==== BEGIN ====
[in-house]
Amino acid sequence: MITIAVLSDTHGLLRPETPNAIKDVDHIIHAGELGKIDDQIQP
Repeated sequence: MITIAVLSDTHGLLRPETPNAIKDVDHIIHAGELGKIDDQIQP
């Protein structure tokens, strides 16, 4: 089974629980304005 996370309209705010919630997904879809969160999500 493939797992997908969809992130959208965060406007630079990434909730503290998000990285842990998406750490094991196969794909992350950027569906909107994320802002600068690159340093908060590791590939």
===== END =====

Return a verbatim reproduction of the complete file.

[in-house]
Amino acid sequence: MITIAVLSDTHGLLRPETPNAIKDVDHIIHAGELGKIDDQIQP
Repeated sequence: MITIAVLSDTHGLLRPETPNAIKDVDHIIHAGELGKIDDQIQP
């Protein structure tokens, strides 16, 4: 089974629980304005 996370309209705010919630997904879809969160999500 493939797992997908969809992130959208965060406007630079990434909730503290998000990285842990998406750490094991196969794909992350950027569906909107994320802002600068690159340093908060590791590939």